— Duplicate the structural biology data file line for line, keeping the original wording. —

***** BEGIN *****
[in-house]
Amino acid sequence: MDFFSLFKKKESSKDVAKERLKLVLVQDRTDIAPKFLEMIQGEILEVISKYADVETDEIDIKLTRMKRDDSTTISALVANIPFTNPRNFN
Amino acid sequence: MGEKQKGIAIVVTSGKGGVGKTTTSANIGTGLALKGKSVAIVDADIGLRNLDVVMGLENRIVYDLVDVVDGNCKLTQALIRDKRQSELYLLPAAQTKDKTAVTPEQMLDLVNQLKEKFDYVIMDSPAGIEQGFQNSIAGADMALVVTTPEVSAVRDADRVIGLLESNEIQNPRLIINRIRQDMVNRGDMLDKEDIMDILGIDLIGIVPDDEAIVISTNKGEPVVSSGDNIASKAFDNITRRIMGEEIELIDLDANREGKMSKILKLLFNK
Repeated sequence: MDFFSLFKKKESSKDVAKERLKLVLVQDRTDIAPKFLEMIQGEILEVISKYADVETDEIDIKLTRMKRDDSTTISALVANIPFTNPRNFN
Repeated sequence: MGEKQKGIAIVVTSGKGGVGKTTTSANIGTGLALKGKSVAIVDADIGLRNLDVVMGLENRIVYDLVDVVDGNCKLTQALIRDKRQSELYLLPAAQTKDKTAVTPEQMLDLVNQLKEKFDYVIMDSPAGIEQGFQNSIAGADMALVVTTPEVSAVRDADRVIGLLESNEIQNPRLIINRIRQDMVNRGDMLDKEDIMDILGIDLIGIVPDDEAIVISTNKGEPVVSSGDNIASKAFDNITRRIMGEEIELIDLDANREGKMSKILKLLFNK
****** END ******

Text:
[in-house]
Amino acid sequence: MDFFSLFKKKESSKDVAKERLKLVLVQDRTDIAPKFLEMIQGEILEVISKYADVETDEIDIKLTRMKRDDSTTISALVANIPFTNPRNFN
Amino acid sequence: MGEKQKGIAIVVTSGKGGVGKTTTSANIGTGLALKGKSVAIVDADIGLRNLDVVMGLENRIVYDLVDVVDGNCKLTQALIRDKRQSELYLLPAAQTKDKTAVTPEQMLDLVNQLKEKFDYVIMDSPAGIEQGFQNSIAGADMALVVTTPEVSAVRDADRVIGLLESNEIQNPRLIINRIRQDMVNRGDMLDKEDIMDILGIDLIGIVPDDEAIVISTNKGEPVVSSGDNIASKAFDNITRRIMGEEIELIDLDANREGKMSKILKLLFNK
Repeated sequence: MDFFSLFKKKESSKDVAKERLKLVLVQDRTDIAPKFLEMIQGEILEVISKYADVETDEIDIKLTRMKRDDSTTISALVANIPFTNPRNFN
Repeated sequence: MGEKQKGIAIVVTSGKGGVGKTTTSANIGTGLALKGKSVAIVDADIGLRNLDVVMGLENRIVYDLVDVVDGNCKLTQALIRDKRQSELYLLPAAQTKDKTAVTPEQMLDLVNQLKEKFDYVIMDSPAGIEQGFQNSIAGADMALVVTTPEVSAVRDADRVIGLLESNEIQNPRLIINRIRQDMVNRGDMLDKEDIMDILGIDLIGIVPDDEAIVISTNKGEPVVSSGDNIASKAFDNITRRIMGEEIELIDLDANREGKMSKILKLLFNK